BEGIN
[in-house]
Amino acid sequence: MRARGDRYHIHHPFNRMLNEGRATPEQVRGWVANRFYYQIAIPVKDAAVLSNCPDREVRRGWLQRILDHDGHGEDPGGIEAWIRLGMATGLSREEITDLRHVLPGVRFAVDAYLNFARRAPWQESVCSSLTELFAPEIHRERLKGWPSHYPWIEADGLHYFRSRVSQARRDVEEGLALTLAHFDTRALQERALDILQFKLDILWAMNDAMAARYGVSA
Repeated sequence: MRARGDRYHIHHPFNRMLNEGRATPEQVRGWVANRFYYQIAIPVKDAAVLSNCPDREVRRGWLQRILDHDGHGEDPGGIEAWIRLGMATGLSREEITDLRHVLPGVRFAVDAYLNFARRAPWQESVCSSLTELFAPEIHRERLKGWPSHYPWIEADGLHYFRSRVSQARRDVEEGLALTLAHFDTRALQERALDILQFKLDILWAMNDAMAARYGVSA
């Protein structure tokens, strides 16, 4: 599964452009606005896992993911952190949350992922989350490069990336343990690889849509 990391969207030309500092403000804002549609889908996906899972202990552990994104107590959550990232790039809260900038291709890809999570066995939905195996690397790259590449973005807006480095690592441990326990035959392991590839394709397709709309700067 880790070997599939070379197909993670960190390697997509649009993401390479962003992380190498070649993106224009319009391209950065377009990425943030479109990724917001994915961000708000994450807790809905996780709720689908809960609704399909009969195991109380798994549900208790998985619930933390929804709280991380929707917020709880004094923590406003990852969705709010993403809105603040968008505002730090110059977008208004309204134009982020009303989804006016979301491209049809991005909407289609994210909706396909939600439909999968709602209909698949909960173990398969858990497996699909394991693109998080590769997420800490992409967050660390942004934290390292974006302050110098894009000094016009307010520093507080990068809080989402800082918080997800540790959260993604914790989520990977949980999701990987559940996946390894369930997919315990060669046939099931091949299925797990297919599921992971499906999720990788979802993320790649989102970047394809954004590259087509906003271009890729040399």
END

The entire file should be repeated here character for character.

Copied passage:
[in-house]
Amino acid sequence: MRARGDRYHIHHPFNRMLNEGRATPEQVRGWVANRFYYQIAIPVKDAAVLSNCPDREVRRGWLQRILDHDGHGEDPGGIEAWIRLGMATGLSREEITDLRHVLPGVRFAVDAYLNFARRAPWQESVCSSLTELFAPEIHRERLKGWPSHYPWIEADGLHYFRSRVSQARRDVEEGLALTLAHFDTRALQERALDILQFKLDILWAMNDAMAARYGVSA
Repeated sequence: MRARGDRYHIHHPFNRMLNEGRATPEQVRGWVANRFYYQIAIPVKDAAVLSNCPDREVRRGWLQRILDHDGHGEDPGGIEAWIRLGMATGLSREEITDLRHVLPGVRFAVDAYLNFARRAPWQESVCSSLTELFAPEIHRERLKGWPSHYPWIEADGLHYFRSRVSQARRDVEEGLALTLAHFDTRALQERALDILQFKLDILWAMNDAMAARYGVSA
């Protein structure tokens, strides 16, 4: 599964452009606005896992993911952190949350992922989350490069990336343990690889849509 990391969207030309500092403000804002549609889908996906899972202990552990994104107590959550990232790039809260900038291709890809999570066995939905195996690397790259590449973005807006480095690592441990326990035959392991590839394709397709709309700067 880790070997599939070379197909993670960190390697997509649009993401390479962003992380190498070649993106224009319009391209950065377009990425943030479109990724917001994915961000708000994450807790809905996780709720689908809960609704399909009969195991109380798994549900208790998985619930933390929804709280991380929707917020709880004094923590406003990852969705709010993403809105603040968008505002730090110059977008208004309204134009982020009303989804006016979301491209049809991005909407289609994210909706396909939600439909999968709602209909698949909960173990398969858990497996699909394991693109998080590769997420800490992409967050660390942004934290390292974006302050110098894009000094016009307010520093507080990068809080989402800082918080997800540790959260993604914790989520990977949980999701990987559940996946390894369930997919315990060669046939099931091949299925797990297919599921992971499906999720990788979802993320790649989102970047394809954004590259087509906003271009890729040399």